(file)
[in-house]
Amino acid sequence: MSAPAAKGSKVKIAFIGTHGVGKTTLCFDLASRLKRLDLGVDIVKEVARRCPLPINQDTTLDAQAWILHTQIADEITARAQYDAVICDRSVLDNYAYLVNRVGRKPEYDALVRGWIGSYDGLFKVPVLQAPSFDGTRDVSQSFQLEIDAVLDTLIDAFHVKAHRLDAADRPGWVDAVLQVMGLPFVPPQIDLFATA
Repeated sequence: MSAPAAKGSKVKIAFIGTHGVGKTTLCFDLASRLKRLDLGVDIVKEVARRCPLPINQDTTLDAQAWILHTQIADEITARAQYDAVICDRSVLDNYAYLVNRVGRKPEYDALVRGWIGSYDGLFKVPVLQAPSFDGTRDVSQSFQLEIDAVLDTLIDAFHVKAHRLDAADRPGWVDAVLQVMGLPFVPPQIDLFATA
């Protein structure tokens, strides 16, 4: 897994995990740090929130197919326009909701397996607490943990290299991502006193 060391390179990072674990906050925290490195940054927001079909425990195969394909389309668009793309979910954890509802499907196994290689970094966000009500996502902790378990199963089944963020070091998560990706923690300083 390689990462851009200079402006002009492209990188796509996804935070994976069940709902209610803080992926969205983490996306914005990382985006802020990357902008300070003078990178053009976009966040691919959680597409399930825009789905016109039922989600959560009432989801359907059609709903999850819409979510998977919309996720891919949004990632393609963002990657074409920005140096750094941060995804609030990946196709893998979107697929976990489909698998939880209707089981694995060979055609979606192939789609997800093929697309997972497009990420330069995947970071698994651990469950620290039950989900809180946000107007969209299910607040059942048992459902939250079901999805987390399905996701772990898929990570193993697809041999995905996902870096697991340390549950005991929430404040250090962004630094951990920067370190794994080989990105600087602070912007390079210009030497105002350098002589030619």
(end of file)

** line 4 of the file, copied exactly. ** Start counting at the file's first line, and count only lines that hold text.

């Protein structure tokens, strides 16, 4: 897994995990740090929130197919326009909701397996607490943990290299991502006193 060391390179990072674990906050925290490195940054927001079909425990195969394909389309668009793309979910954890509802499907196994290689970094966000009500996502902790378990199963089944963020070091998560990706923690300083 390689990462851009200079402006002009492209990188796509996804935070994976069940709902209610803080992926969205983490996306914005990382985006802020990357902008300070003078990178053009976009966040691919959680597409399930825009789905016109039922989600959560009432989801359907059609709903999850819409979510998977919309996720891919949004990632393609963002990657074409920005140096750094941060995804609030990946196709893998979107697929976990489909698998939880209707089981694995060979055609979606192939789609997800093929697309997972497009990420330069995947970071698994651990469950620290039950989900809180946000107007969209299910607040059942048992459902939250079901999805987390399905996701772990898929990570193993697809041999995905996902870096697991340390549950005991929430404040250090962004630094951990920067370190794994080989990105600087602070912007390079210009030497105002350098002589030619």